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The Dark Missions of Edgar Brim by Shane…
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The Dark Missions of Edgar Brim (2017)

by Shane Peacock

Other authors: See the other authors section.

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This review was written for LibraryThing Early Reviewers.
The Dark Missions of Edgar Brim by Shane Peacock tries, & sadly failes, to emulate the Gothic Horror stories of the past. What could have been a unique & terrifying spin, & an introduction to our younger generations, to classic monster stories simply does not deliver- either the spine tingling suspense or the page-turning fascination we have come to except from Gothic Tales. The first part of the book is slow moving & murky. Our unheroic hero, Edgar Brim, is haunted by his past & by a malevolent hag whose purpose or existence is never explained. The story picks up in the later half of the book as more action scenes play out, but the jaring inclusion of a side story from Bram Stokers viewpoint is started to late to seem anything more, at that point, than an confusing intrusion. I did like the quirky supporting cast, especially Tiger Tilley- a spunky female adventuress who deserves her own story book. If you are looking for a slow, mild story; read on, but if you are expecting to be chilled & thrilled in true Gothic fashion stick with the classics that inspired this tale. ( )
  frogwindy | Mar 11, 2018 |
This review was written for LibraryThing Early Reviewers.
A not so frightening gothic horror story obviously set for young adults. I felt the characters, scenes, and monsters needed some sort of introduction. In my opinion, a lot of young adults these days will not know who was Bram Stoker, Henry Irving (I myself google this person up), or even the fictional monster of Dracula and Frankestine (much less Mary Shelly). They might have an idea at most, but without this background knowledge, they might be lost. Also, I dare anyone that has read this book to vividly describe the college for me. I, of course, fell back to my imaginings of a downscale version of Hogwarts, but other than it is in the moors, has a cellar, infirmary, some cemetery at a distance, and hall for eating, it was rather nondescript. Also, what is this power Brim has that allows him to have a 6th sense when it comes to monsters? Perhaps something that will be discovered in later books? The story drags in places at times. Half the book poor kid has no clue about anything. When Brim finally gets information about this secret society, I am thinking, oh finally we are going to read something in the occult and cool, but turns out to be rather disappointing. I am sure Brim felt the same, there might have been a line where he expressed that. You might enjoy this book and appreciate it more by picking up the allusion to other classical author writings, like Poe and Robert Louis Stevenson. At some point it made me think the book was written or thought of as the author was going through a college literature course.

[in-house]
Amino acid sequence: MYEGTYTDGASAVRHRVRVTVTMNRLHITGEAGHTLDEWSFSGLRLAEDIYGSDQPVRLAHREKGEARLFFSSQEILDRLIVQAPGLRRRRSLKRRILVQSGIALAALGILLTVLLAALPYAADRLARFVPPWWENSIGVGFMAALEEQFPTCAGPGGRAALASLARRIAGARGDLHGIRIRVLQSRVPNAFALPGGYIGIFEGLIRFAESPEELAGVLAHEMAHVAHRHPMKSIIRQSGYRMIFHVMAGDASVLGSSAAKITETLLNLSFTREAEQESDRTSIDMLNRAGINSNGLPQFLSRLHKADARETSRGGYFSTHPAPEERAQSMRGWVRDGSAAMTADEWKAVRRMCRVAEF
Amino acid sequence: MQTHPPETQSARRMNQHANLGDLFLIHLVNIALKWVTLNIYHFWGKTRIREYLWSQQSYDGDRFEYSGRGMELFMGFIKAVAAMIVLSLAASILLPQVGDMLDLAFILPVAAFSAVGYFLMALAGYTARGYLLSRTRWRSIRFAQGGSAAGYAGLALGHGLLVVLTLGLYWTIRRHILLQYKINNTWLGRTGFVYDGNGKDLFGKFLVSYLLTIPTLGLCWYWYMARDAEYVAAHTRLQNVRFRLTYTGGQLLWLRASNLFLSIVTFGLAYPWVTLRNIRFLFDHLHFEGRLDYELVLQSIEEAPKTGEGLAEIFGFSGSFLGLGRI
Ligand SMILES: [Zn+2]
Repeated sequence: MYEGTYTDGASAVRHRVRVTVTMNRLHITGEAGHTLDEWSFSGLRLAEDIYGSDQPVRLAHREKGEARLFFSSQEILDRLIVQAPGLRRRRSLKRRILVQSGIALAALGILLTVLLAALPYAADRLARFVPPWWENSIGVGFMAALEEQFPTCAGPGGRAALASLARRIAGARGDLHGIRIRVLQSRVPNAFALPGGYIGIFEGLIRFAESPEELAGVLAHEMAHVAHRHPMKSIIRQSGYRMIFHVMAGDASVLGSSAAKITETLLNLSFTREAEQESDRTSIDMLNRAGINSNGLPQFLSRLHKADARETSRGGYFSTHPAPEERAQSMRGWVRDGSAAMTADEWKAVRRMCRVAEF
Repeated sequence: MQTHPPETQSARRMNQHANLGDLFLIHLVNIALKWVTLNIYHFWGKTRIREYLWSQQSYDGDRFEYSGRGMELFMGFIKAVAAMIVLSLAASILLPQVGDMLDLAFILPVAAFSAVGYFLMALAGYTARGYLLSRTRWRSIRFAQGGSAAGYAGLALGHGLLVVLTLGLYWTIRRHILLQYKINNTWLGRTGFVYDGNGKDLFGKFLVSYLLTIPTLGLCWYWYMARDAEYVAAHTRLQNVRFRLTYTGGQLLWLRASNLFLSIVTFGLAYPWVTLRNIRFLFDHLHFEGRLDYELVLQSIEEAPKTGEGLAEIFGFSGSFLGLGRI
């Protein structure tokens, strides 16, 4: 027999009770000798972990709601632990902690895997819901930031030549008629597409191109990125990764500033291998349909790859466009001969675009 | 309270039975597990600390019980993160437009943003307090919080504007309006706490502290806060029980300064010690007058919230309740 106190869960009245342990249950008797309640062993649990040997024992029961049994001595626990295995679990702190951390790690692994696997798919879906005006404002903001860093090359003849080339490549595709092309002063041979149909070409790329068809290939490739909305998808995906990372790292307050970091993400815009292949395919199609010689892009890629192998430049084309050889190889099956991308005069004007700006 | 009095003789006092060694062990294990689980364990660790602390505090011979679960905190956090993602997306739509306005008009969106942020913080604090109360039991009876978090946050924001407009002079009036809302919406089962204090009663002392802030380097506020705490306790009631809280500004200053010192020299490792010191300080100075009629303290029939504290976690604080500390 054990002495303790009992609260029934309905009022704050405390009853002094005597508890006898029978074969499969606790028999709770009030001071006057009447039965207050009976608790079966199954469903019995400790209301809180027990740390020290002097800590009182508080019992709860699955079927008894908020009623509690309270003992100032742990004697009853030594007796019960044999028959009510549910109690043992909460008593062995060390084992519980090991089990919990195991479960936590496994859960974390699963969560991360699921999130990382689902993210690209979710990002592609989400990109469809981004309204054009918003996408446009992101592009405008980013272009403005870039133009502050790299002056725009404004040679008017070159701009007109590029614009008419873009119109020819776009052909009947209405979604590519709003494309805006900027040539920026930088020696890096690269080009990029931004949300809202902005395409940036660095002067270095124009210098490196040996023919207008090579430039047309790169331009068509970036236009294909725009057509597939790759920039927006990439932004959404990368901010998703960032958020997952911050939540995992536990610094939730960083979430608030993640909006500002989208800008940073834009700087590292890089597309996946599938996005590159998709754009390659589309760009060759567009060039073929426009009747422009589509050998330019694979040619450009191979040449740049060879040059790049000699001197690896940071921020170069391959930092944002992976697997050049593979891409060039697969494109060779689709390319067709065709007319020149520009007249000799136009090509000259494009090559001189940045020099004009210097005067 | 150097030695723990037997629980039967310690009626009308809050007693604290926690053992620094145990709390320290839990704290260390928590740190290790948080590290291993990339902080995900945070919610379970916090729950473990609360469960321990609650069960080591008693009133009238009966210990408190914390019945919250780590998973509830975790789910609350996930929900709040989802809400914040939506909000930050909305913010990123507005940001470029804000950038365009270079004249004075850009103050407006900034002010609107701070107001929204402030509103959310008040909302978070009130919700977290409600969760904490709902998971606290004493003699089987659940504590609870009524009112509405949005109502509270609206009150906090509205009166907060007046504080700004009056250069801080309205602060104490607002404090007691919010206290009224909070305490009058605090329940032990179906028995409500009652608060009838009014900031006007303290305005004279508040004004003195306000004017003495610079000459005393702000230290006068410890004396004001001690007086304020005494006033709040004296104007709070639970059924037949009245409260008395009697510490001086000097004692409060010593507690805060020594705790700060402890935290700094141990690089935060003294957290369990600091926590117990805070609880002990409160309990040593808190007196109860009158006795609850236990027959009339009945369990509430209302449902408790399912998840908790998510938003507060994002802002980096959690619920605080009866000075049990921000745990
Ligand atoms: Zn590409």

Overall, the idea of the monsters being real and the main character having some sort of power to combat them is tractable enough to enjoy the book. Yet, I would have like to see more action or descriptors for the story. For example, more insight into characters like Tiger and Lear and more descriptors for the college, settings, and theater. The last chapters were rather exciting and gave the story a good closure. I am on the fence whether to read the next installment. ( )
  hrrivera44 | Mar 4, 2018 |
This review was written for LibraryThing Early Reviewers.
Edgar Brim is an orphan who has suffered from night terrors for as long as he can remember. Things only get worse when his guardian sends him to a school for boys on The Highlands of Scotland. Life at school is miserable for Edgar until a new student arrives. Tiger is everything Edgar isn't. Tiger is brave and athletic. The two soon become fast friends, but as graduation nears, tragedy strikes and secrets are revealed. With guidance from a trusted teacher, Edgar and his friends set off on a dark, supernatural mission that leads them to the Royal Lyceum Theatre in London. Here Edgar will have to confront the very terrors that have haunted him his entire life. And just when Edgar and his friends think they are in the clear, a surprise twist sets the stage for the second installment of the trilogy.

The Bottom Line: From the author of the Boy Sherlock Holmes series comes a new Gothic trilogy for teens. Readers will identify with the characters as they struggle to face both their fears and awkward social angst. Although parts of the book drag at times, there are plenty of thrills, mystery, and creepy moments to keep you turning the pages. The book also highlights themes of teamwork and friendship. Recommended for teens and adults who enjoy Gothic literature, horror, and the supernatural. I'm looking forward to reading the next one. ( )
  aya.herron | Feb 25, 2018 |
This review was written for LibraryThing Early Reviewers.
The Dark Missions of Edgar Brim is not the type of book I would normally choose to read, mainly because I don't normally look for Teen/YA books. I began reading with the thought that I would not particularly care for the story, but I was wrong. I got caught up in wondering what was going to happen to Edgar Brim.

This book is the first in a trilogy. It remains to be seen whether I will continue liking this book enough to go on to the 2nd and 3rd in the series, but right now I feel that's entirely possible.